Exablox say they can create scale-out NAS and object clusters atop mixed media – HDD, SSD, Shingled drives. This approach delivers the benefits of object storage technology to traditional applications:

  • By using standard file protocols; and
  • eliminating forklift upgrades – single namespace across the scale of the cluster.

They also use “RAID-free” data protection:

  • Self-healing from multiple drive and node failures;
  • Rebalancing time proportional to the quantity of objects on the failed drive;
  • Mix and match drive types, capacities, technologies; and
  • Introduce next generation drives without long validation cycles.

This provides the ability to scale capacity from TB to PB easily, whilst also offering:

  • Zero configuration expansion; and
  • Manage from anywhere capability.

Exablox say they are able to support all NAS workloads well. Whereas other object stores are designed primarily for large files, a OneBlox 3308 can handle 1B objects. All nodes perform all functions: storage, control, NAS interface, with a node being a single failure domain.


Hardware Notes and Thoughts

For the purposes of this post, I wanted to focus on the OneBlox appliance. While the OneSystem architecture is super neat, I still get a bit of a nerd tingle when I see some nice hardware. (BTW if Exablox want me test one long-term I’d be happy to oblige).

Exablox claims to be the sole provider of the following features in a single storage solution:

  • Scale-out deduplication;
  • Scale-out, continuous snapshots;
  • Scale-out, RAID-less capacity;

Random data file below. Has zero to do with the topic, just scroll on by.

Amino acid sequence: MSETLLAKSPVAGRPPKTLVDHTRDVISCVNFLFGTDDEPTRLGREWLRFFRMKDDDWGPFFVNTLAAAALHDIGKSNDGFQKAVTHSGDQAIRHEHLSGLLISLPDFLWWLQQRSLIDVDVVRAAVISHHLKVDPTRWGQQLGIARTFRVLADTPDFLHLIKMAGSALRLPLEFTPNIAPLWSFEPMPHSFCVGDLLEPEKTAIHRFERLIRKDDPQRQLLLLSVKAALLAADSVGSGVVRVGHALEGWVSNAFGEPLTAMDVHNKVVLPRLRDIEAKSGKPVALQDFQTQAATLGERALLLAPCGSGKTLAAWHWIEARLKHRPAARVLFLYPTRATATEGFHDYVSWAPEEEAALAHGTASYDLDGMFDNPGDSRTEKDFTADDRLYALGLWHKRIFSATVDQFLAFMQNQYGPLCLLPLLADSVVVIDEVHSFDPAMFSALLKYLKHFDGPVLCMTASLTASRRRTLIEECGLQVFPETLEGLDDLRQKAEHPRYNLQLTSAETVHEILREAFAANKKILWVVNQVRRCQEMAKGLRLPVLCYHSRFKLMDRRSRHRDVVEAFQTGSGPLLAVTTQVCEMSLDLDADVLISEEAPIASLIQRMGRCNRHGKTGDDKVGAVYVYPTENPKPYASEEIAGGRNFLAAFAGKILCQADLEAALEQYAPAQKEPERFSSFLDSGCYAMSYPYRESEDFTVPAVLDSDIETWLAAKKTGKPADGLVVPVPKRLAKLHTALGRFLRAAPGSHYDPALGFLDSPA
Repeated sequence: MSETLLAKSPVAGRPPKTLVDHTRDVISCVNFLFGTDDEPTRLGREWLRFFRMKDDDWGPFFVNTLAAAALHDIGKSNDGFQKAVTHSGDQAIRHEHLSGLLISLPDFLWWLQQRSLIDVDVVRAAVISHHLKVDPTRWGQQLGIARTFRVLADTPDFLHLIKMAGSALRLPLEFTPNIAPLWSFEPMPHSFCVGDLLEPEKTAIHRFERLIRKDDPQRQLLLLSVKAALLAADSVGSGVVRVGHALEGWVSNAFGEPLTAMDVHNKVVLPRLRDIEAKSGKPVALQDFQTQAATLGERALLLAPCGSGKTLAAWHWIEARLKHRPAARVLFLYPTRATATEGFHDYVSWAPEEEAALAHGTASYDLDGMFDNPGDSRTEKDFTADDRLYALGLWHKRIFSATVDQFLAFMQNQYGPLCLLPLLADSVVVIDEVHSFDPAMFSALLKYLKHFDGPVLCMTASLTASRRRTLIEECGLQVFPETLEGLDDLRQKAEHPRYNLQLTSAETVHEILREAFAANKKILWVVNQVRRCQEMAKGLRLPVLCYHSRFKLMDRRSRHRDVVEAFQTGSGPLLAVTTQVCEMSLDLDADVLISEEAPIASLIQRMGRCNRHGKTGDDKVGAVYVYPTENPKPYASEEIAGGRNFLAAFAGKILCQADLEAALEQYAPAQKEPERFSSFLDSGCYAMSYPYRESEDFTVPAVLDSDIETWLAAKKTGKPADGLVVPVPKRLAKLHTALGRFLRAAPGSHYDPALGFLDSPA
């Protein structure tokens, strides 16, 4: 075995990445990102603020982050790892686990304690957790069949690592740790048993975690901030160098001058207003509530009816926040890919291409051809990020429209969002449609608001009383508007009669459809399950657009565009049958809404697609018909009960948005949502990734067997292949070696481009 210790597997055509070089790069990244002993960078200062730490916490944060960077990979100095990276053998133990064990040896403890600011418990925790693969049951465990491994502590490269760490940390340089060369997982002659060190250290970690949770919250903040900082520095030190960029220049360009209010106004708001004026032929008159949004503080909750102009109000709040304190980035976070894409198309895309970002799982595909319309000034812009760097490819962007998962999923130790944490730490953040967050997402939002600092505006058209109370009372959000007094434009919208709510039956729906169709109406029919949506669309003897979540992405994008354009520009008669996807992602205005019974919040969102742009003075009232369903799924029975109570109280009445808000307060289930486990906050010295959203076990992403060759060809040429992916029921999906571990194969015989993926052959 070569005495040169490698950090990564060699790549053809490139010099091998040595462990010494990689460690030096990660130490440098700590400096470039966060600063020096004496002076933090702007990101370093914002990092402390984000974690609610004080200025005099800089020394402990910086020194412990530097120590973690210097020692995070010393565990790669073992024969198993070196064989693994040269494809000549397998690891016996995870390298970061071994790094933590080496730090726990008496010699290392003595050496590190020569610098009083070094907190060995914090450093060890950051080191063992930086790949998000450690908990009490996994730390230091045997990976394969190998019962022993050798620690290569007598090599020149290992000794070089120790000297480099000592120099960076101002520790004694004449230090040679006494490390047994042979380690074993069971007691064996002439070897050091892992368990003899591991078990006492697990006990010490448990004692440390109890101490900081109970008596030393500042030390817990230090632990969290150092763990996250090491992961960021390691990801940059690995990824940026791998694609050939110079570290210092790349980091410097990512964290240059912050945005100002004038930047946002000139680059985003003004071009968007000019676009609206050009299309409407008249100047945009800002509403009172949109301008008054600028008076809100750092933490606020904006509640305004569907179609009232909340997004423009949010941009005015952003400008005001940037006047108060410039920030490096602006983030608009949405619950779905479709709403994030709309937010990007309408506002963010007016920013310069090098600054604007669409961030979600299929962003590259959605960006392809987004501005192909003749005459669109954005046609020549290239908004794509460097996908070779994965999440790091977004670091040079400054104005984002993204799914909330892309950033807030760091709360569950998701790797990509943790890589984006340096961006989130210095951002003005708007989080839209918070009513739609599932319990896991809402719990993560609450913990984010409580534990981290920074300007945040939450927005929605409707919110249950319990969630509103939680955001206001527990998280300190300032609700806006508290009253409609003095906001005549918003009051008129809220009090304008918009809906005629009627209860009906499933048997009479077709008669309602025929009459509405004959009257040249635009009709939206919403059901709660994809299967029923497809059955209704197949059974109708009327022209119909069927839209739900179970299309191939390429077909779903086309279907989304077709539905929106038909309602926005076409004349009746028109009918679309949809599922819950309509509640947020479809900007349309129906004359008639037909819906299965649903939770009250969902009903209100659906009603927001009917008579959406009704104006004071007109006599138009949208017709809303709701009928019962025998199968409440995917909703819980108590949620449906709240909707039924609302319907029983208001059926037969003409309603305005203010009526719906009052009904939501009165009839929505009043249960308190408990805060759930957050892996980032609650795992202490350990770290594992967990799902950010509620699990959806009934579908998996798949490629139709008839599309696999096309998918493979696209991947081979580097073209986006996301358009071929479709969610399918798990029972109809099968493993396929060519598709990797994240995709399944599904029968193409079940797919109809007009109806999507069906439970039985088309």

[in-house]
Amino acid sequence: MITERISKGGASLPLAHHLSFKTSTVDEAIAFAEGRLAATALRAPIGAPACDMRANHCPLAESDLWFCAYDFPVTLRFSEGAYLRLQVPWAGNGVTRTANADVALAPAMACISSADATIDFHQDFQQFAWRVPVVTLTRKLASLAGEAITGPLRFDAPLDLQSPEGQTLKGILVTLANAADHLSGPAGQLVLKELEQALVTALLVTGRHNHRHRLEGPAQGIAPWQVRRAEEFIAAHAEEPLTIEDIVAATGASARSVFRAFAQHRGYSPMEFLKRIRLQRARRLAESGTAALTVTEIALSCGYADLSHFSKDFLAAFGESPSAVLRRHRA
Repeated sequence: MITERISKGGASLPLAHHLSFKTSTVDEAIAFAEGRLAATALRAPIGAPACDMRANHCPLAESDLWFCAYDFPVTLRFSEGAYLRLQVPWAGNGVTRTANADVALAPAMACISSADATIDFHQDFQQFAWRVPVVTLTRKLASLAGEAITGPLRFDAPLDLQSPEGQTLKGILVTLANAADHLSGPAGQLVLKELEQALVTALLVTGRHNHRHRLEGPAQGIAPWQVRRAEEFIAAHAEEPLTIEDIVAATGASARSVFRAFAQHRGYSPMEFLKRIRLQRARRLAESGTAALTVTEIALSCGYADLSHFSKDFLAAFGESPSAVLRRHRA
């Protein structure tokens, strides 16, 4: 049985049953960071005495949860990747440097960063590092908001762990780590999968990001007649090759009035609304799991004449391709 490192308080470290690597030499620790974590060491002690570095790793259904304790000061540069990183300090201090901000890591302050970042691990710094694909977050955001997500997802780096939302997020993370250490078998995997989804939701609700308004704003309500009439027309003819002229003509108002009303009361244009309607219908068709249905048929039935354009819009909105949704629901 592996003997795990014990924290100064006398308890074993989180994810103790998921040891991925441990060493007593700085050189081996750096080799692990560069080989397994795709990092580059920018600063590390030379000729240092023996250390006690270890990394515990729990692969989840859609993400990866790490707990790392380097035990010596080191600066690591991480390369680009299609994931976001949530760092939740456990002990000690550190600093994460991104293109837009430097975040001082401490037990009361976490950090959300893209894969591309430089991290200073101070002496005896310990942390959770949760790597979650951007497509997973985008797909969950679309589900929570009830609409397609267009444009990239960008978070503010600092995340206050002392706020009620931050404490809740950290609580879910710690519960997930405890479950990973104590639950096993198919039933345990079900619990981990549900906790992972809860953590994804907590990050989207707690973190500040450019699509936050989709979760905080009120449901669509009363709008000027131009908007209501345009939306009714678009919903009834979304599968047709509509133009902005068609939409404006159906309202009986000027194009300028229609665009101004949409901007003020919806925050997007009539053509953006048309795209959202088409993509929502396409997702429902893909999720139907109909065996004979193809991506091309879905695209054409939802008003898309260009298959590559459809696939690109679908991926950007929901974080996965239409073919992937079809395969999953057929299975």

• Scale-out, site-to-site disaster recovery; and
  • Bring any drive – one at a time at retail pricing.

They also support auto-clustering, with each node adding:

  • Capacity;
  • Performance; and
  • Resiliency.

The Exablox 3308 appliance:

  • Is seriously bloody quiet;
  • Uses 100W under peak load;
  • Has 8 * 3.5” drive bays, supporting up to 48 raw TB; and
  • Can use a mix of SATA & SAS drives.

Here is a picture of some appliances on a rack.


Further Reading

I was impressed with the strategy presented to me by Exablox, and the apparent ease of deployment and overall design of the appliance seemed great on the surface. I’d like to be clear that I haven’t used these in the wild, nor have I had any view of any benchmark data, so I can’t comment as to the effective performance of these devices. Like most things in storage, your mileage might vary. But I will say they seem quite inexpensive for what they do, and I recommend taking a more detailed look at them.

I also recommend you check out Keith’s preview post on Exablox.  For a different perspective on the hardware, have a look at Storage Review’s take on things as well.